Saturn 2 Door Sports Car
The Saturn Sky, produced for just three model years, was a two-seat convertible produced by GM's Saturn brand. It was the only sports car and the only convertible ever made by Saturn, which was shut down in the 2009 bankruptcy and government-backed restructuring of General Motors.
The Sky was derived from the same platform on which the related Pontiac Solstice was built. The Sky had entirely different styling, created by Franz von Holzhausen-who is now better known for his work on the Tesla Model S electric luxury sedan. The lines of the Sky were still aggressive, but more straight-edged and restrained where the Solstice was rounded and extroverted.
Compared to the Solstice, the Saturn Sky offered more standard equipment-including 18-inch alloy wheels, air conditioning, anti-lock brakes, and keyless entry. Both cars, however, shared all their running gear and the same choice of two engines.
The base Sky engine was a 177-horsepower 2.4-liter Ecotec four-cylinder engine, which could be ordered with either a five-speed automatic transmission or a five-speed manual gearbox. The more powerful Sky Red Line model used a 260-hp turbocharged 2.0-liter four, along with uprated mechanicals that included suspension modifications, traction control, a limited-slip differential, plus various appearance and trim upgrades. A turbo performance upgrade package with revised engine control software and two additional sensors could be installed by the dealer to boost that to 290 hp.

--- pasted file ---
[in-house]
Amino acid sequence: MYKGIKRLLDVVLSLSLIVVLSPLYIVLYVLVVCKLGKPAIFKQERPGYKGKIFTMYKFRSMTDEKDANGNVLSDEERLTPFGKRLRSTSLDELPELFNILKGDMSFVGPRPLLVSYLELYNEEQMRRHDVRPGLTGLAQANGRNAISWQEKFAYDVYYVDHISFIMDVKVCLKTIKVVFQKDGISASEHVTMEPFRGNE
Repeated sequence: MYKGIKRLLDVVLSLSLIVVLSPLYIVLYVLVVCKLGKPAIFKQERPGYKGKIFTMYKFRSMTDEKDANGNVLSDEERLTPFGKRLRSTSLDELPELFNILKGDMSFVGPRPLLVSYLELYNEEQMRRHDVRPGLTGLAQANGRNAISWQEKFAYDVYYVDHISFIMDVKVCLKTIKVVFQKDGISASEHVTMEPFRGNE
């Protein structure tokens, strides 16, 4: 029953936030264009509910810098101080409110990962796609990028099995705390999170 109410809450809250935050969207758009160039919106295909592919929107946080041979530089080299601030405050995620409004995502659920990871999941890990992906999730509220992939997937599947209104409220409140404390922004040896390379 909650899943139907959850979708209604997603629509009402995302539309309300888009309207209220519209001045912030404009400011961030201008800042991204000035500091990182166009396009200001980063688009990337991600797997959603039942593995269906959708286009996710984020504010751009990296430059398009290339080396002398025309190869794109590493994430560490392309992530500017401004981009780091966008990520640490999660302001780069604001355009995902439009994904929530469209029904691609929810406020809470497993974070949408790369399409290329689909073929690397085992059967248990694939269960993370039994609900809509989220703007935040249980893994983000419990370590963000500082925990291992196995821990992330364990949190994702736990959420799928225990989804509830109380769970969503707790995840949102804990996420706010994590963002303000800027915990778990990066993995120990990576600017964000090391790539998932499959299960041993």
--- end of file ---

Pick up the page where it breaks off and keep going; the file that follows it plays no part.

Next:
Like the Solstice, the Sky was a grab-bag of mechanical and interior parts from other vehicles in the GM lineup. They came from Cadillac, Chevrolet, GMC, HUMMER, Pontiac, and the European Opel/Vauxhall brands. Side-view mirrors and air-conditioning vents were even borrowed from a Fiat model, since GM owned a share of Fiat at the time.
The result was a good-looking car that, like the better-selling Solstice, handled well and delivered excellent performance with the turbo engine. The Sky remained challenging to use in practice, however. The two-seat roadster had very little interior storage or luggage space, putting the top up and down was time-consuming and finicky, and the powertrain lacked refinement.
First shown as a concept car at the 2005 Detroit Auto Show, the Saturn Sky went into production as a 2007 model and lasted two model years. A total of 32, 500 Skys were built over three years, plus an additional 7, 500 Opel GT models-effectively a rebadged Sky, fitted only with the 2.0-liter turbo and manual, that was sold in left-hand-drive European markets. In addition, a tiny number of Skys were sold in Korea as the Daewoo D2X.